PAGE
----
Many homeowners near South Carolina’s coast were left to deal with significant property damage in the wake of Hurricane Matthew. Now, early in 2017’s hurricane season, which began in June and runs through November, there are options for coastal South Carolinians who want to prepare for storm damage. One of them is the South Carolina Safe Home Program, a grant program operated by the South Carolina Department of Insurance to help offset the cost of home alterations that mitigate storm-related damages.
“SC Safe Home was created to try to help consumers and citizens of South Carolina, especially those living in coastal areas, to strengthen their homes, and better protect them against storms and severe winds,” said Ann Roberson, who directs SC Safe Home in addition to her role as Public Information Officer for the DOI.
Roberson promoted SC Safe Home at the Bluffton Storm Ready Expo last month. The DOI hosted this Beaufort County event, which also featured a variety of other vendors, all offering storm readiness resources and strategies. DOI Director Ray Farmer was in attendance as well, and weighed in on the importance of storm damage mitigation as part of a comprehensive storm readiness plan.
“[Hurricane Matthew] caused an awful lot of damage, especially in this area. We had a lot of trees down on homes, and power was out for up to seven days in some areas . . . anything we can do to have our citizens live in a more resilient structure, we need to be doing,” Farmer said.
However, SC Safe Home’s applications are currently closed, and will be until early fall. According to Farmer and Roberson, that’s because the program is being revamped so that more homeowners can receive grants.
“Before, there were some household tax assessment numbers that were kind of boundaries that you had to be within, but now with these new changes, it’s going to open up to more people,” said Roberson. “The hope is that we’ll be able to give more people more grants, so that more people will be protected.”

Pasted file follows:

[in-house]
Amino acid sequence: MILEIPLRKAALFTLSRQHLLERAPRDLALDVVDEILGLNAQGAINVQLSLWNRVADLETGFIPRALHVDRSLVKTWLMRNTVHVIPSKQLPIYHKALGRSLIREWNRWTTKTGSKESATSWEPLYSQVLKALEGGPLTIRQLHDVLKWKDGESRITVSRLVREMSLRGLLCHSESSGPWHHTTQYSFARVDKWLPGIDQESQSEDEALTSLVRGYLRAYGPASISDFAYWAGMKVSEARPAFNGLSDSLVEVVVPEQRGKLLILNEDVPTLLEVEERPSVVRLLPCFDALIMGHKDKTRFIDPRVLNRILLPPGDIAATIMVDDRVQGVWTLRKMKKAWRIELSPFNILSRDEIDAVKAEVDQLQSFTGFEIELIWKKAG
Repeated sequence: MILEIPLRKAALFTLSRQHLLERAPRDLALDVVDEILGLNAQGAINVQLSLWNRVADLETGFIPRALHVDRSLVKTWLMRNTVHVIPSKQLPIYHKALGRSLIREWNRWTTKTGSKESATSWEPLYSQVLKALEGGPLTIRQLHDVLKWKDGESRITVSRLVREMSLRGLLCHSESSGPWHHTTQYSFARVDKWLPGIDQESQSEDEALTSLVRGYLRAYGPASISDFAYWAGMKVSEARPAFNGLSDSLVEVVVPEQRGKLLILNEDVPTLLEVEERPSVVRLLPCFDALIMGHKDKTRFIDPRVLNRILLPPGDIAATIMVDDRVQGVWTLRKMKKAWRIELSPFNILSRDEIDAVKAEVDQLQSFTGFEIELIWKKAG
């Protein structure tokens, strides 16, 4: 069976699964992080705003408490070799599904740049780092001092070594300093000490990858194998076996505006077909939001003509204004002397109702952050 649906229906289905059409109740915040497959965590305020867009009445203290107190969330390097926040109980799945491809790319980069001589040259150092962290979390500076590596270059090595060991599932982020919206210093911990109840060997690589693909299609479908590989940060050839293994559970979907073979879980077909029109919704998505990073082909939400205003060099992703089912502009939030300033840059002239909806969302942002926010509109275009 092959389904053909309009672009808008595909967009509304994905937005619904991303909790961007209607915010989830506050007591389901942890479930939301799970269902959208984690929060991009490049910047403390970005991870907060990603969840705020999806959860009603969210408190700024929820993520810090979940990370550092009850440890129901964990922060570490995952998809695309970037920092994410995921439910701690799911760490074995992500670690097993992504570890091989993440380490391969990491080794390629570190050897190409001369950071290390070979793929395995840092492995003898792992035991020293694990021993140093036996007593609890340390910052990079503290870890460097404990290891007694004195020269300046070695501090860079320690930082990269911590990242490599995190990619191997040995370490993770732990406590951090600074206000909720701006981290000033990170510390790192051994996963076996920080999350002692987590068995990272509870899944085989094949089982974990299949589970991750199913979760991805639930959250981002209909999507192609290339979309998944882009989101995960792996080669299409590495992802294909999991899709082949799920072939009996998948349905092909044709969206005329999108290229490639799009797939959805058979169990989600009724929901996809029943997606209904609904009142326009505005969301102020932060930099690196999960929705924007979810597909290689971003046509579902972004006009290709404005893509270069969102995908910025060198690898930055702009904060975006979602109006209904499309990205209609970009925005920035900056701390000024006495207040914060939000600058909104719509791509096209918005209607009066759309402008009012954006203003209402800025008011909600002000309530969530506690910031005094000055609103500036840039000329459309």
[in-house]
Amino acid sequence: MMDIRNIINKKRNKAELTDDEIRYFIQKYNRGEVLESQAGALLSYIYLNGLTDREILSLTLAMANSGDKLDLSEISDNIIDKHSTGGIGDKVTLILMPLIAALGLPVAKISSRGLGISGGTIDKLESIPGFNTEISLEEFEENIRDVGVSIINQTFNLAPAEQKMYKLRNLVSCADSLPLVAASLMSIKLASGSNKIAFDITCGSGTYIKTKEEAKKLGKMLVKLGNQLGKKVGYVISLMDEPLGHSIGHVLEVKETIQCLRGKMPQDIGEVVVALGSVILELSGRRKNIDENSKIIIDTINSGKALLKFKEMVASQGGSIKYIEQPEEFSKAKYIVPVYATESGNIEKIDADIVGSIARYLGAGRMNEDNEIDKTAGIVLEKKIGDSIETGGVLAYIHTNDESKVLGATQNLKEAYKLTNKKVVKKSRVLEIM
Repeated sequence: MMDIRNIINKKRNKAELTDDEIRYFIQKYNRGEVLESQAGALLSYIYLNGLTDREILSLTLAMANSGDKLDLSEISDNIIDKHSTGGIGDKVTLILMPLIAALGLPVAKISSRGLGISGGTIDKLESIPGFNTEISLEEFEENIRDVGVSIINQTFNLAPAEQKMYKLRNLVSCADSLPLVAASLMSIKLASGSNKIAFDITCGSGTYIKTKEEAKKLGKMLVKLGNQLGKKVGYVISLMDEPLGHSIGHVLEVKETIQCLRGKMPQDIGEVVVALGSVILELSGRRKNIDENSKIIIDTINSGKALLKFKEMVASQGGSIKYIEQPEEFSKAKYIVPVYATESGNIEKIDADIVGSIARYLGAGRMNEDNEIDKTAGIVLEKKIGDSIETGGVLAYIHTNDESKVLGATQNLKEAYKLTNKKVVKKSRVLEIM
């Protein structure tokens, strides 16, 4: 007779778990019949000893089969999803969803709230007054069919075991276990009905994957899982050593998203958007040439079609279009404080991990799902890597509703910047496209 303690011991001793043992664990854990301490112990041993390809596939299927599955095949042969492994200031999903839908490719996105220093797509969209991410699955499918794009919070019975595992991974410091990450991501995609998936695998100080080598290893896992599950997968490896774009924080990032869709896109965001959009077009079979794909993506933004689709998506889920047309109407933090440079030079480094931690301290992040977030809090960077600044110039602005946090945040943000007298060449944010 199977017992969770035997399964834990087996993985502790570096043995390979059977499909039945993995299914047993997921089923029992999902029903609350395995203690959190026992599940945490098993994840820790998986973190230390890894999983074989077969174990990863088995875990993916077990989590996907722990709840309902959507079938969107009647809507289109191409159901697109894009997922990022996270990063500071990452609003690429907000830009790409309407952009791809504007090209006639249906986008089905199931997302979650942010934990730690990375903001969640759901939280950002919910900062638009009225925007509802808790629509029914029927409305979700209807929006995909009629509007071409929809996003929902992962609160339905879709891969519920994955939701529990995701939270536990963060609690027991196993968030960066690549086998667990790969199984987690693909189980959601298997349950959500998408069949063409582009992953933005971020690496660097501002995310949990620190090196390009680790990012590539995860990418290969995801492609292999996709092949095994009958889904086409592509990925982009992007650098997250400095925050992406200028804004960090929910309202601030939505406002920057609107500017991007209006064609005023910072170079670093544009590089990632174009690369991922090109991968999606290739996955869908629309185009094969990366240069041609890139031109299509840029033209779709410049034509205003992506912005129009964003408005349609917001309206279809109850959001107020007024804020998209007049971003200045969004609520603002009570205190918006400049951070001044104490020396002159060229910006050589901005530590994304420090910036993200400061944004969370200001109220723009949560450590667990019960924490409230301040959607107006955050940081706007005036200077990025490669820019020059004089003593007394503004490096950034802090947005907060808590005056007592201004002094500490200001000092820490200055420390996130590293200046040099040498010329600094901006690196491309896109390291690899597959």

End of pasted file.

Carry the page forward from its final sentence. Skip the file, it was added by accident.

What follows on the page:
SC Safe Home was created in 2007 as part of the Omnibus Coastal Property Insurance Reform Act. Since then, the program’s annual budget allocation has remained at around $2.2 million, according to Roberson. This budget is funded by the premium taxes collected from wind and hail pool insurance policies along the coast, but Roberson said that recent legislative changes could open up different avenues for more funding.
“The legislative changes will now allow us to apply for grant funds, say, from federal and private sources, which we were unable to do before,” she said. “We’re really excited about it because we’re hoping that this really allows us to go out and get more money to try to help more people. There are people that want it; we’ve just got to be able to give it to them.”
Expanded funding would be important for an expanded pool of grant recipients, because, as Roberson said, the grant money “goes quickly.” Typically, the $2.2 million runs out before the end of the year.
Since the program’s inception, SC Safe Home has issued over 5,000 grants. Grant recipients have used the money (up to $5,000 for low income applicants) to take a variety of proactive measures to protect their homes from potential damages from storm-related winds, from retrofitting roofs to installing reinforced storm doors and windows.
Importantly, hopeful homeowners must apply for a grant before making changes to their structure; the DOI does not issue grants as reimbursement for previous alterations. The grant won’t be issued without a quote from a certified contractor, a process which does require a fee.
Applications are expected to reopen in early fall with a new, more user-friendly online application process. Homeowners who would like to submit applications request to be notified when they reopen at the SC DOI website.